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Posted (edited)

I just (finally, after a year of on-and-off playing) completed Might & Magic: Book One, and it was absolutely amazing.  I might have to change my answer from Wizardry V: Heart of the Maelstrom...

 

Hard to believe such a massive non-linear game was developed and released by basically one guy working in his bedroom/garage in 1986! On top of that the interface is absolutely perfect once you get used to it... I'm playing Pool of Radiance now, and while it, too, is an amazing game, the interface is a major disappointment after playing M&M!

Edited by newtmonkey
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On 5/8/2020 at 11:10 AM, dafivehole said:

King's Quest IV.  My first KQ game and I still love playing it to this day...

This! For me too it was my first King's Quest game. I first played in in 1992 for my Atari ST, and to this day I still have it, boxed and mint. It is probably my favorite KQ game, although I also had great fun with KQ V.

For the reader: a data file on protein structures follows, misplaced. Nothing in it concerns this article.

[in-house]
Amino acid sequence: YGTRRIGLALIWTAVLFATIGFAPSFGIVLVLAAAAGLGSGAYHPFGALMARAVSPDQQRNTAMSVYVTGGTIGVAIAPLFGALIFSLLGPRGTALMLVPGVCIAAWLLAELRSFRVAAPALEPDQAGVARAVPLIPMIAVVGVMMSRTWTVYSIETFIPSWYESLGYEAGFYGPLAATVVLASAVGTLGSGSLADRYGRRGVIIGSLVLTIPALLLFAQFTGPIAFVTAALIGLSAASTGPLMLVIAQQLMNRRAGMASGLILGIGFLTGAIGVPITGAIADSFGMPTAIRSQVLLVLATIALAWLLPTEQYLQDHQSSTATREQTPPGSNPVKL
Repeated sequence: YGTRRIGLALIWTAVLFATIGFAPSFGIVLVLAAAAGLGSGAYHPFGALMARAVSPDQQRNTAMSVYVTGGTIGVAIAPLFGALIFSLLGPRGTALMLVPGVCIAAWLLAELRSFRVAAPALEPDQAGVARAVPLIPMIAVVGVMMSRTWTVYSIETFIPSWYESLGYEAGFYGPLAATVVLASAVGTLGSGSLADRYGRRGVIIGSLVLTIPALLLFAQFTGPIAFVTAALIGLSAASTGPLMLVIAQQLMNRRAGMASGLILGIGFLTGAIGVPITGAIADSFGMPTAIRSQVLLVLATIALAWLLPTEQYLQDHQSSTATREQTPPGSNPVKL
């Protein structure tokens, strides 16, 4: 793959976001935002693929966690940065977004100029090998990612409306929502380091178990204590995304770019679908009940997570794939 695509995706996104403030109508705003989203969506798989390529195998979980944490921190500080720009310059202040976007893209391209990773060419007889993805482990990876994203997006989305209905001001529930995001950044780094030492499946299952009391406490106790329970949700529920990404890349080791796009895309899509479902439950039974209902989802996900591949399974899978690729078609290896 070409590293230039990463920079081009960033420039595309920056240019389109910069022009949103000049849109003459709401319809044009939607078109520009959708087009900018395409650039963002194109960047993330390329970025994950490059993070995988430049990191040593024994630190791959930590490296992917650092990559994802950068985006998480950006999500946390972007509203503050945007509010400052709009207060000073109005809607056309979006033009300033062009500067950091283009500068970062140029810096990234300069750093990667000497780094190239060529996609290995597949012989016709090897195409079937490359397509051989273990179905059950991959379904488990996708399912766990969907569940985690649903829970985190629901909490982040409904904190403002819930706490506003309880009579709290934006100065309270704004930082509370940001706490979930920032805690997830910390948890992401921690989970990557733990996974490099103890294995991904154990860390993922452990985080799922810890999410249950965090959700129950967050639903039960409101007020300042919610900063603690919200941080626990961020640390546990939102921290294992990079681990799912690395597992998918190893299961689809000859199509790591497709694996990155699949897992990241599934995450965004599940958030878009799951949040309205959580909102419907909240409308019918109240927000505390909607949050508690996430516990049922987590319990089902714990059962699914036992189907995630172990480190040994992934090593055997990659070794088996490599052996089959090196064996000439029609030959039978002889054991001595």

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19 hours ago, high voltage said:

Star Raiders, the first 'killer-app' game on computer.

Amazing game, but that's 1979. :)

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At the time, Dungeon Master. Without question the biggest game for me and a total game changer in the RPG world.

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Posted (edited)
On 6/21/2020 at 12:31 AM, juansolo said:

At the time, Dungeon Master. Without question the biggest game for me and a total game changer in the RPG world.

For me, It's a toss up between Dungeon Master and Gauntlet.

 

and that eye-rolling voice that let you know your team mate messed up 

Red Warrior has shot the food...

Green Elf has shot the food...

 

so challenging and so fun

I actual;ly got the 2014 redo of it ... not too shabby

 

Edited by Mehridian Sanders

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On 6/20/2020 at 10:27 PM, Zap! said:

Amazing game, but that's 1979. :)